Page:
Just to set the record straight from the beginning of this series.  These posts on training will not describe in detail how YOU should train.  The best I can do is report what the current science says about training.  But I want you to view the research from a critics point of view.  Most of the studies conducted have a very small sample sizes (8 to 10 subjects) and there is usually no control group.  There are vast differences between studies with the laboratory equipment used to test the training effect.  There is always a question of how well laboratory tests translate to real world effects.  There are vast differences in the athletic level of the subject used to test the training effect.  Some studies report the results of a specific training protocol in pro peloton athletes while other studies use novice college age adults making it difficult to extrapolate to other study populations.  I’ve yet to read a study where the tested subjects are fortysomething weekend warriors.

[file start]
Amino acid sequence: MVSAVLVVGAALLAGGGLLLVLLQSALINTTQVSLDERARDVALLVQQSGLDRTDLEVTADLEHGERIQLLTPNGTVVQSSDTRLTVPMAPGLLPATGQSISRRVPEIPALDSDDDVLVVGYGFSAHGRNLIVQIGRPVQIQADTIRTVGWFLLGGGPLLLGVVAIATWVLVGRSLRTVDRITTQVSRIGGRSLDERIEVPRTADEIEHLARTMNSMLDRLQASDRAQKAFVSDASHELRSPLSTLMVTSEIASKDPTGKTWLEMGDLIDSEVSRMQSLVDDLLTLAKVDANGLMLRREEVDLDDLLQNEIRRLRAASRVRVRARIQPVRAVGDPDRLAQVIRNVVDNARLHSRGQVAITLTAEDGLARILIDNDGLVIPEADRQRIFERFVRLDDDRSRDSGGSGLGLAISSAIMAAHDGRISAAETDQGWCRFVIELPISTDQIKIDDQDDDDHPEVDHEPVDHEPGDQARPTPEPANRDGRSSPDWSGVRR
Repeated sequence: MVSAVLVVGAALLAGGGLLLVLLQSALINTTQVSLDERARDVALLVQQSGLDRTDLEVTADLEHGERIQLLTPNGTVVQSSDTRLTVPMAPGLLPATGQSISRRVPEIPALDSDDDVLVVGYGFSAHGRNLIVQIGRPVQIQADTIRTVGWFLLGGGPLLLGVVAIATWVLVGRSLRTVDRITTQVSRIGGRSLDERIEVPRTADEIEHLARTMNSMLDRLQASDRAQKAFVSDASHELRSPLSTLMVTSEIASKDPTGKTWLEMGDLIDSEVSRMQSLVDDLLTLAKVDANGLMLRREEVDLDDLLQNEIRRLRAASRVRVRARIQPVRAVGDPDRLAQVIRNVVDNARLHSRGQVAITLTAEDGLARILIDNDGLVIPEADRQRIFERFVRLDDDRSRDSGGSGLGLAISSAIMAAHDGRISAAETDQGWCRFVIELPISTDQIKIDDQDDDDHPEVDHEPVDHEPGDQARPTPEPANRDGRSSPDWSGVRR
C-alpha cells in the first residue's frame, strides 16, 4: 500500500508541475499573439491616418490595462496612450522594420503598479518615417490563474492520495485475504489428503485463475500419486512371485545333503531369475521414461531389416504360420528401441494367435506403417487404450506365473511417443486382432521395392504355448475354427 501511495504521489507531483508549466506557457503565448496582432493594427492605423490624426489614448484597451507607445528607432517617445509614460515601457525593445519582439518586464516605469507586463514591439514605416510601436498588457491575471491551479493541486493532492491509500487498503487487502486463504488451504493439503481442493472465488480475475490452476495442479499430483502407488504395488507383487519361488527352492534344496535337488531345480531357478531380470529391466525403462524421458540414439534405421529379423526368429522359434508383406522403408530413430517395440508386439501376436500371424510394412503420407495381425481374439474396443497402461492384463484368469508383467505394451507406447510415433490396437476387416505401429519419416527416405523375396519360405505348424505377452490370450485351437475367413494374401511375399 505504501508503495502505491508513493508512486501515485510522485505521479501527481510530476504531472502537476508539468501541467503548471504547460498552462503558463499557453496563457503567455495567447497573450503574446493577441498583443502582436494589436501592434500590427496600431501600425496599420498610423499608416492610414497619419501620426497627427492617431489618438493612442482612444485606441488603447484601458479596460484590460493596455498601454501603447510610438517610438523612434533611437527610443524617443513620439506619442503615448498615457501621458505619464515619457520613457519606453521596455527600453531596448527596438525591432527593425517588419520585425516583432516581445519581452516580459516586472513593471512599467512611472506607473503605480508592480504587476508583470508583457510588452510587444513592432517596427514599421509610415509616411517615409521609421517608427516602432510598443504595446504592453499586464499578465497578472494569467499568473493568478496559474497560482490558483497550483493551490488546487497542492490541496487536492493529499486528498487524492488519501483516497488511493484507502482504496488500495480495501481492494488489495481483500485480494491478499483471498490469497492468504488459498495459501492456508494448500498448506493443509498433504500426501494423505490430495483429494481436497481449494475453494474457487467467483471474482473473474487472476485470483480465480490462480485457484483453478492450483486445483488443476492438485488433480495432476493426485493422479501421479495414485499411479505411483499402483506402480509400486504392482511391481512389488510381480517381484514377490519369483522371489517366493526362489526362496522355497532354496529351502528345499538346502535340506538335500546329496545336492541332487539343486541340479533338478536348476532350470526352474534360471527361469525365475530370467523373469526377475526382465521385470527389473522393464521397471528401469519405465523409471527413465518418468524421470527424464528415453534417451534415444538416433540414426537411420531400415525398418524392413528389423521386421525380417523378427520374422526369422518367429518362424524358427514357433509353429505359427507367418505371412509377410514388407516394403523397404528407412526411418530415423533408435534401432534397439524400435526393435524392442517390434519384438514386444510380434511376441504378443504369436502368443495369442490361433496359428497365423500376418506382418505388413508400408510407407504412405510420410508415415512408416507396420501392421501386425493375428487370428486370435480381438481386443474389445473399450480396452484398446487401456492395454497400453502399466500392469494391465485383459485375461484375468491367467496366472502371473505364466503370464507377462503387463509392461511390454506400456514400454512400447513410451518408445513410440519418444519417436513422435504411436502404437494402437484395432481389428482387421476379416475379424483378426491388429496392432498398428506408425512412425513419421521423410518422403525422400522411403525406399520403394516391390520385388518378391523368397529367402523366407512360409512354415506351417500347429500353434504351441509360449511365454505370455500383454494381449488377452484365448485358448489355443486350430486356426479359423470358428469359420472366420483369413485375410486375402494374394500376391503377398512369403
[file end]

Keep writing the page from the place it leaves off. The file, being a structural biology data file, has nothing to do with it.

But that said, current research can point us in the general direction and using critical thinking and some trial an error you can adapt the concepts presented here to YOUR particular goal.  I’m going to state some obvious concepts but I think they are worth discussing.  The first is your training needs to be specific.  For example, if your goal is to be a better climber, doing lots (or even a few) dumbbell curls wont help at all.  Obvious right?  Muscle specificity is important.  The question is, how specific do you need to be.  Does only climbing work to improve climbing or can other exercises work? Think lunges or squats, or even wall squats, (a static exercise).  How specific does the intensity and volume need to be?  The answer is, the closer is better.  But close counts.  Specificity also applies to the cellular metabolic system being used.  I think we are all familiar with the motions used in cycling so the next blog will focus on metabolic systems.

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AuthorLee Stylos